Alexey Navalny believes West should sanction 6,000 oligarchs identified by his foundation
Western nations are not doing enough to punish Russian oligarchs with close ties to Russian President Vladimir Putin, according to prominent Kremlin critic Alexey Navalny.
Navalny, who is serving a prison sentence that Putin’s critics say is politically motivated, wants Western governments to sanction thousands of people his organization, the Anti-Corruption Foundation, accuses of wrongdoing.
“We must get the foreign officials to support our list of 6,000 or create their own instead of babbling on endlessly, and actually do what has been loudly and fervently proclaimed since the first day of the war,” Navalny wrote on Twitter.
According to Navalny, only 46 out of the 200 Russian oligarchs from the Forbes list have been sanctioned by the West. Others, despite their close ties to Putin, were spared.
The jailed Kremlin critic also proposed imposing a 20-year travel ban to the UK, the US and the EU for Russian officials and oligarchs who publicly support the war in Ukraine.
Navalny decried the fact that Alexei Miller, the head of Russia’s state-run energy giant Gazprom and purportedly a friend of Putin’s, is not on the European sanctions list.
Navalny also questioned why the US had not sanctioned Roman Abramovich, the former owner of Chelsea football club. Navalny claims Abramovich supplies metal to the Russian defense ministry.
Abramovich was sanctioned by the UK government in March and forced to sell the club, despite repeatedly denying that his business activities merited any punishment.
Russian-appointed leader of Crimea: Arms depot explosions continued into Wednesday
The Russia-appointed regional leader in Crimea, Sergei Aksyonov, has said detonations at an ammunition depot near Dzhankoi continued into Wednesday.
Aksyonov stated the last explosions were at about 8:15am local (5 GMT) and two fires were still burning, according to the Associated Press news agency.
He added efforts were underway “to get all the machinery off the ground and finish extinguishing fires” by the afternoon.
Russia has announced saboteurs were responsible for a series of explosions at strategic sites on the annexed peninsula.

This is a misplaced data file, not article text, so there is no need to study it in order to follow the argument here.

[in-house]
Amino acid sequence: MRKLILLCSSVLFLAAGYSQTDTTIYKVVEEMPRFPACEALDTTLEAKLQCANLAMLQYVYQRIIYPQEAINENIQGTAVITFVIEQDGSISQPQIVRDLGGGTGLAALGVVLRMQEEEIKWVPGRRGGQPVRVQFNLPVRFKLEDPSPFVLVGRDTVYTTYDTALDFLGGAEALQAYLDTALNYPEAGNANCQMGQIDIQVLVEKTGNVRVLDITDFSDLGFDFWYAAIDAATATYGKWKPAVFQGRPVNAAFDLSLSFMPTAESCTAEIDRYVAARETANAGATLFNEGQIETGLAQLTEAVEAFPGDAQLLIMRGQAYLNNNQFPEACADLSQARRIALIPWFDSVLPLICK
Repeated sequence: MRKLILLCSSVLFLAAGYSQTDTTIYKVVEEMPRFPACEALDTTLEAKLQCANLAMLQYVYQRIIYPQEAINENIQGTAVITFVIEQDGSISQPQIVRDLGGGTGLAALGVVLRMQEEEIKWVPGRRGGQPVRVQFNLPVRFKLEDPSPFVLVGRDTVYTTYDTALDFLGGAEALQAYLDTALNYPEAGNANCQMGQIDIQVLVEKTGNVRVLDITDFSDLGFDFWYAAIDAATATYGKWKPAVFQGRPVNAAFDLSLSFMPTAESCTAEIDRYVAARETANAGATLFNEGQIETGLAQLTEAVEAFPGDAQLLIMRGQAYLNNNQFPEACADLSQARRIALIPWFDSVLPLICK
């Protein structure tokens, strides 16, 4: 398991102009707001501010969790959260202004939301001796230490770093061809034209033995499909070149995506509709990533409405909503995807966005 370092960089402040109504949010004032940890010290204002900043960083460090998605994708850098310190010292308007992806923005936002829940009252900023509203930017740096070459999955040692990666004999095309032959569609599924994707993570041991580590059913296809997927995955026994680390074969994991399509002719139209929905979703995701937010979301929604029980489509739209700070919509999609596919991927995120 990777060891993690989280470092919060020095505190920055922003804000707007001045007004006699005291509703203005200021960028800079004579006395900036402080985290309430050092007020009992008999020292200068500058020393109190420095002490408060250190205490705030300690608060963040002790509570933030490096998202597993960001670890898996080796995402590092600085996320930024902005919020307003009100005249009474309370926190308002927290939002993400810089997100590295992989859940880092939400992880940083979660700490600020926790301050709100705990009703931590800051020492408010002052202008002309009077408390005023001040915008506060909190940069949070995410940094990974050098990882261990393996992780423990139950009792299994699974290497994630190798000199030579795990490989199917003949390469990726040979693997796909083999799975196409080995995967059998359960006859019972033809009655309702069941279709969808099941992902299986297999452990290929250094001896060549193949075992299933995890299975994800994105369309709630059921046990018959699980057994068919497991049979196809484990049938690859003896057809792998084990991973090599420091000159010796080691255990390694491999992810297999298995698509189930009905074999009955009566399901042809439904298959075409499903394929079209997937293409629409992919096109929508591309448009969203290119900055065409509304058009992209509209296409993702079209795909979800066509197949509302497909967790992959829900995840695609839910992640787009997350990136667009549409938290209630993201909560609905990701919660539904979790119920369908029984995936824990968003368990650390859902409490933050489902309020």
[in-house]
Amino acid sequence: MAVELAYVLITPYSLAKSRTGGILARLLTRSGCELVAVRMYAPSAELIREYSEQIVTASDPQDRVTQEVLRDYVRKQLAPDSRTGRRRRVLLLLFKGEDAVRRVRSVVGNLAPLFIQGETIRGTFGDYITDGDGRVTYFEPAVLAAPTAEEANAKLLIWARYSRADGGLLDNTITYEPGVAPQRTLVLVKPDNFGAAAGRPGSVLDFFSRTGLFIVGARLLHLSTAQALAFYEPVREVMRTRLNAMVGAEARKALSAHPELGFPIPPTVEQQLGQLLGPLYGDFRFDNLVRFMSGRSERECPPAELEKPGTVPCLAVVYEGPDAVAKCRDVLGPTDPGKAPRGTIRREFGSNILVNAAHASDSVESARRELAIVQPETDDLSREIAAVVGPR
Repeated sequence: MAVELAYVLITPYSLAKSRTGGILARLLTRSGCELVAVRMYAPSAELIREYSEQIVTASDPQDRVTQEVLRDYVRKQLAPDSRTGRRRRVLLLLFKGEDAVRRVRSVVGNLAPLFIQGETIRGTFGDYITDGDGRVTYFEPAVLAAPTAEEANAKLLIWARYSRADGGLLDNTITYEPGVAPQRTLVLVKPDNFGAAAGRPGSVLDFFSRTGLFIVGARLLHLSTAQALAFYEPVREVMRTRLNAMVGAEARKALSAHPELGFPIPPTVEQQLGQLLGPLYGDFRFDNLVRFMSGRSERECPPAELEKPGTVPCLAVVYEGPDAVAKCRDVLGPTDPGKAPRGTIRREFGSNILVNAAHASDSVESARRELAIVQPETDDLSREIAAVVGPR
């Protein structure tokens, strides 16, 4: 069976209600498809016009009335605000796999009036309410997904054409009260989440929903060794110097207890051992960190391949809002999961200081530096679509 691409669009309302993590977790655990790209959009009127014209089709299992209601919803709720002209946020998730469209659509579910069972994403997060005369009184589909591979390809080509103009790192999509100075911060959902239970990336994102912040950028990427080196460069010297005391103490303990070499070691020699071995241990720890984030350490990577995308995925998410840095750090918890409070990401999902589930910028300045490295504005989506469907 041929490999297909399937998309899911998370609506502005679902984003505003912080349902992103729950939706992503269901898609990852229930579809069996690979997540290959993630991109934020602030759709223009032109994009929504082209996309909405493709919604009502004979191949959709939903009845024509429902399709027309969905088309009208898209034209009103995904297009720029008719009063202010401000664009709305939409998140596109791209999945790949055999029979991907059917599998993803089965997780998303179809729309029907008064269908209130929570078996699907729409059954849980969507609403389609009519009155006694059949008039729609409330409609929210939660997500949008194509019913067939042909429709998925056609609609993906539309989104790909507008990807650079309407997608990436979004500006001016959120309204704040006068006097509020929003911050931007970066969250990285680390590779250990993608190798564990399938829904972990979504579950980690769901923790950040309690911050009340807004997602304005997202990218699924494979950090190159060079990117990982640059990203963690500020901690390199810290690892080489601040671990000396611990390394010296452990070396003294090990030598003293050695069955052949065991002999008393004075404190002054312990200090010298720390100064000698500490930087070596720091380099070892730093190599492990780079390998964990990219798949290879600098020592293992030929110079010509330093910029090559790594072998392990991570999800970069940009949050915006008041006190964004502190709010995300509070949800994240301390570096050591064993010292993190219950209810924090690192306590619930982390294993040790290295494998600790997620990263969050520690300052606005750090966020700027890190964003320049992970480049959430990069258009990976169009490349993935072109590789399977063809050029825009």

Russia says it has neutralised ‘terrorist’ cell in Crimea
The top official in Russian-annexed Crimea has said Russia’s Federal Security Service (FSB) had arrested the members of a six-person “terrorist” cell, a day after explosions rocked one of Russia’s military bases there.
“All of them are detained. The activities of the terrorists were coordinated, as one would expect, from the territory of the terrorist state of Ukraine,” Sergei Aksyonov, the official, said on the social messaging app, Telegram.
Aksyonov added the suspects were members of the group Hizb ut-Tahrir, which is banned in Russia.
An FSB statement did not say whether the detained individuals were linked with explosions on Tuesday at a base in Dzhankoi in northern Crimea and last week at a Russian military base in western Crimea. However, it mentioned Dzhankoi, along with the city of Yalta, as the two locations where the alleged cell had been ‘neutralised’.
Ukraine says Russia fired on northern city from Belarus
Russia flew Su-34 fighter jets in Belarussian airspace to launch missiles on the Ukrainian city of Zhytomyr, a major transportation hub that links to the capital Kyiv, the Ukrainian Air Force claimed.
The strike on the northern city Tuesday damaged an airfield and surrounding infrastructure, officials said, adding that Russia had also used Kh-59 tactical land-attack missiles.
Elsewhere in the northern and eastern regions of the country, fighting raged as Russian forces focused on taking territories still under Ukrainian control. Ukrainian officials reported shelling in multiple cities including Sloviansk and Kramatorsk.
The city of Kharkiv, the country’s second largest, was also targeted.
“In the Bohorodychne district, enemy tried to conduct an offensive battle, was unsuccessful, and withdrew. Fighting continues near Mazanivka and Novodmytrivka,” the military’s General Staff said, noting, “The enemy was conducting aerial reconnaissance in the Kramatorsk area. Near Spirne, the invaders decided to go on the offensive, suffered losses and retreated.”
The General Staff added that Russian forces had also been trying to take control of the Donetsk town of Bakhmut but Ukrainian forces continue to hold it, despite air and missile strikes, and intense shelling.
“[Russia] led offensive and assault actions near Zalizne, Shumy and Zaitseve, was unsuccessful, withdrew,” the General Staff said, adding, “Fighting continues in the Soledar and Bakhmutske districts.”
Satellite images show first grain shipment out of Ukraine in Syria
The first shipment of grain to leave Ukraine under a deal brokered by the UN and Turkey in late July, appears to have ended up in Syria, satellite images from Planet Labs PBC analysed by The Associated Press show.
The arrival of the ship in Syria has raised eye-brows, as Damascus remains closely aligned with Russia and has cut diplomatic ties with Ukraine. Syria had previously received Ukrainian grain taken from Russian-occupied areas in the weake of the February 24 invasion.
The arrival of the cargo ship Razoni in Syria comes after the government in Kyiv praised the ship’s initial departure from the port of Odesa as a sign that Ukraine could safely ship out its barley, corn, sunflower oil and wheat to a hungry world where global food prices have spiked since the invasion began.
But its arrival in Syria’s port of Tartus shows how complicated and murky international trade and shipping can be.
Zelensky warns Ukrainians in occupied areas to stay clear of Russian military sites
President Volodymyr Zelensky has warned Ukrainians living in occupied areas to stay clear of Russian forces’ military facilities.